Letter: On hippies, weed and Davos
A few key points about pot, so-called hippies and the real topic that no one is talking about at Davos this week.
The hippie movement died before the Kent State shooting. Haight-Ashbury was a dump by then. By 1974 you needed a shotgun as you slept in your trashed-out apartment. A string was tied to a trigger, and on the other end, to your big toe. If someone walked in, the toe pulled the trigger. Then you asked who was at the door.
For myself, I chased a movement that was dead, but I had Bob Dylan’s spirit for a while. The road between Colorado and Northern California was kind to me. But by the time Stevie Nicks and her sidekick joined Mick Fleetwood, rock was steeped in commercialization as the white folks shoveled snow up their noses. The naive hope of creating a counterculture died a lonely death as the ’60s generation slid into greed and selfishness was immortalized. The reality Dick Cheney and Donald Rumsfeld described was nothing but the truth; the world is a dangerous place, and I shall add a rather shitty one at that. Sept. 11 is a vivid reminder of cruelty and hypocrisy. Another is the Columbine shooting.
When I see a hippie wannabe, I think of a profound comment shared with me: Grateful Dead is no more.
Phish sucks, get a job.
I think today of Pakistan, Syria, Turkey, Afghanistan, Iraq, Iran, the quagmire in the Middle East between the Israelis and Palestinians, the lost continent of Africa, Central America (Mexico, Honduras and Nicaragua as narco states), and the others in South America who are still having problems exploiting their resources, and providing an infrastructure to promote a qualitative standard of living. (Do I add the U.S. as well?) How sad it all is. And who is to blame?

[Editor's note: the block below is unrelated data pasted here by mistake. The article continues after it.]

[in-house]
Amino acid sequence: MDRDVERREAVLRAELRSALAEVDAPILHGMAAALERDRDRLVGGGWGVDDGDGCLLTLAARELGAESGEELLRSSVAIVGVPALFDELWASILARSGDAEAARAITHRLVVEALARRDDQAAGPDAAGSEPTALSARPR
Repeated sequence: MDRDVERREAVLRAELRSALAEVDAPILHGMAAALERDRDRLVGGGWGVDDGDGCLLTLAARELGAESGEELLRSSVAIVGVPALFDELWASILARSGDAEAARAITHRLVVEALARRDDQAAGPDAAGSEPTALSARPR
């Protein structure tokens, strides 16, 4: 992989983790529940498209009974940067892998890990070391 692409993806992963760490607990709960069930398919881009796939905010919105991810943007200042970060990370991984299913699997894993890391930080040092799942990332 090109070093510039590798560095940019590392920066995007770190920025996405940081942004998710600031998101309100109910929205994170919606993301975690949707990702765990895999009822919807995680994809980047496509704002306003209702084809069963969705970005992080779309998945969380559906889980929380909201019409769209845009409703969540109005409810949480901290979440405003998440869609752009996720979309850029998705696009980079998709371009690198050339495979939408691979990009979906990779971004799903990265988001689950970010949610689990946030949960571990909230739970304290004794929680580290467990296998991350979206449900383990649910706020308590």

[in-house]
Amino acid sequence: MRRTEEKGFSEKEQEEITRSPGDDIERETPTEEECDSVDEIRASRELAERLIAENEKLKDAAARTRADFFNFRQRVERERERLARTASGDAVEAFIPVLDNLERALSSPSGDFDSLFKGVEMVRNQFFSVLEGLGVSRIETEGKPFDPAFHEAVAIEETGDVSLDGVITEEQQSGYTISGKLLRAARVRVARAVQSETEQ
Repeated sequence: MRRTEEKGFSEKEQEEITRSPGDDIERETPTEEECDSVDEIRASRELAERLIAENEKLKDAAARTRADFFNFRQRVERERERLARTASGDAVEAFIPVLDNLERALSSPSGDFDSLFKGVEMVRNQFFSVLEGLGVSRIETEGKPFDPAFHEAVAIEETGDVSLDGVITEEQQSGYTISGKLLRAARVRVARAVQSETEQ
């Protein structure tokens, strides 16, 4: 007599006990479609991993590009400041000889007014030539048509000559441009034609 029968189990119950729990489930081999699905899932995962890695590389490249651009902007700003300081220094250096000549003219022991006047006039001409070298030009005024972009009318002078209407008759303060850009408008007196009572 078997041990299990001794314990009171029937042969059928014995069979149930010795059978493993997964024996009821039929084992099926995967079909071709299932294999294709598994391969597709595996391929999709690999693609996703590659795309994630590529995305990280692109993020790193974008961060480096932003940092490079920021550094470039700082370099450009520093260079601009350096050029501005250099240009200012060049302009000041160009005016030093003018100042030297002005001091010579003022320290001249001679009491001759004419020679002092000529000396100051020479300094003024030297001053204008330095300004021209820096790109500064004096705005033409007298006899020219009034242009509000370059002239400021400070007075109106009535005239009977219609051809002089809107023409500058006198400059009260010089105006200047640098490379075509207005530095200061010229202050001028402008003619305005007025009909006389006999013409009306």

Easy money, a financial elite eating humanity alive and ongoing structural changes signaling a high probability that an episode emulating the assassination of Archduke Ferdinand is lurking somewhere in the throughs of a suicide bomber. War is different today, but enemies can create misery very easily. The bad men of today — Putin and Assad — are a sad reminder that authoritarian dictatorships can be clever. Kennedy was a master with television. The masters of today have harnessed the wizardly gadgets which only buys time. Think of Egypt or the United States? China? Russia? At the end of 1963, the master himself was televised draped with an American flag.
Who would ever think that after most of the 20th century, the 21st century remains anemic to democratic principles of the French Republic and our Founding Fathers? When will we ever learn? I suppose we’ll keep trying like Llewyn Davis, despite that his struggle, as well as ours, is a losing proposition. But it’s the struggle that counts, and Oscar Wilde is correct that a cynic knows no value.
So, no more hippies. Please. They are delusional. But for those who want to lay back and smoke a joint, you have my blessing. It will help you to forget that even if you’re in a place like the Roaring Fork Valley, it’s all pretty shitty (unless you’re skiing powder). Best to roll one up, put on Dylan or the Byrds (if you’re me). Neil Cassidy is dead; so is Jack Kerouac, Jerry Garcia, Jimmy Hendrix, Janis Joplin and others. Leary is irrelevant. And I wish Peter Green had not gone to Berlin. The Electric Kool-Aid Test did not pass.
California Dreamn’ is no more and, by the way, I prefer French wine, a Parisian baguette and a good cheese.
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Richard Compton’s life will be celebrated in an informal gathering on Oct. 23 from 1-3 p.m. at the Pine Creek Cookhouse. All are welcome.